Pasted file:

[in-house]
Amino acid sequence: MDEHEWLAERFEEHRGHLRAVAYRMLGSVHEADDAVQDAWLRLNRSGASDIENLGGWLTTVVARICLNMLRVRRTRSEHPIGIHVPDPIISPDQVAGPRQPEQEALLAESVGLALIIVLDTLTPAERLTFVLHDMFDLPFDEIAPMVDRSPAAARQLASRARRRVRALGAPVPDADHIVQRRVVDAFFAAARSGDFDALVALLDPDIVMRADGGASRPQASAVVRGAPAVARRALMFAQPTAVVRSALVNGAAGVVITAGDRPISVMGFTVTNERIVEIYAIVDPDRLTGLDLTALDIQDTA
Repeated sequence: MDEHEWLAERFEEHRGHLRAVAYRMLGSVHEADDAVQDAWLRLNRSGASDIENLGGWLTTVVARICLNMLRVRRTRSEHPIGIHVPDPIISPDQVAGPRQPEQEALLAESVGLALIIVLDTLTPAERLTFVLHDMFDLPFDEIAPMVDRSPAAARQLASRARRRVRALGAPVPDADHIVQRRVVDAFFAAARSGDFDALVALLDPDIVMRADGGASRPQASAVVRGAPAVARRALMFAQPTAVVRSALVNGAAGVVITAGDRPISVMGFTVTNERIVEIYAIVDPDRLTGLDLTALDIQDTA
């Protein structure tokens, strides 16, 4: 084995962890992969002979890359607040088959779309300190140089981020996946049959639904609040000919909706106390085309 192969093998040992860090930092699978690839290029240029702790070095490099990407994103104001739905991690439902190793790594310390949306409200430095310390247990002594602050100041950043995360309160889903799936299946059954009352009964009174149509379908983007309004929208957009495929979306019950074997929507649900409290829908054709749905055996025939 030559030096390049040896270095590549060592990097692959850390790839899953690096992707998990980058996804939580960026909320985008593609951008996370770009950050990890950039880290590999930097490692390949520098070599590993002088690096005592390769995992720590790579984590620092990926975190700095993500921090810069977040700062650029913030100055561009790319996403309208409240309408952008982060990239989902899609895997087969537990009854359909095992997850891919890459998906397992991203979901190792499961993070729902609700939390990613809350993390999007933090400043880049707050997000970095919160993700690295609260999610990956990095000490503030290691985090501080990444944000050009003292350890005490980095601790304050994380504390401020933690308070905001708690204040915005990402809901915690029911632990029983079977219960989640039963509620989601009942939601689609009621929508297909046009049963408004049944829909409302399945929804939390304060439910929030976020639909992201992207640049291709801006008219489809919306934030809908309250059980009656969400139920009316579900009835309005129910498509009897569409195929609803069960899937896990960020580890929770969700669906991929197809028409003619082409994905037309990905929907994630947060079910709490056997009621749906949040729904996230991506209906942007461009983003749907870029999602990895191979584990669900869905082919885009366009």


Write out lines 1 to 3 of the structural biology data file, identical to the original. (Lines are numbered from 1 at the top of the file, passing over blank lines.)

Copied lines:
[in-house]
Amino acid sequence: MDEHEWLAERFEEHRGHLRAVAYRMLGSVHEADDAVQDAWLRLNRSGASDIENLGGWLTTVVARICLNMLRVRRTRSEHPIGIHVPDPIISPDQVAGPRQPEQEALLAESVGLALIIVLDTLTPAERLTFVLHDMFDLPFDEIAPMVDRSPAAARQLASRARRRVRALGAPVPDADHIVQRRVVDAFFAAARSGDFDALVALLDPDIVMRADGGASRPQASAVVRGAPAVARRALMFAQPTAVVRSALVNGAAGVVITAGDRPISVMGFTVTNERIVEIYAIVDPDRLTGLDLTALDIQDTA
Repeated sequence: MDEHEWLAERFEEHRGHLRAVAYRMLGSVHEADDAVQDAWLRLNRSGASDIENLGGWLTTVVARICLNMLRVRRTRSEHPIGIHVPDPIISPDQVAGPRQPEQEALLAESVGLALIIVLDTLTPAERLTFVLHDMFDLPFDEIAPMVDRSPAAARQLASRARRRVRALGAPVPDADHIVQRRVVDAFFAAARSGDFDALVALLDPDIVMRADGGASRPQASAVVRGAPAVARRALMFAQPTAVVRSALVNGAAGVVITAGDRPISVMGFTVTNERIVEIYAIVDPDRLTGLDLTALDIQDTA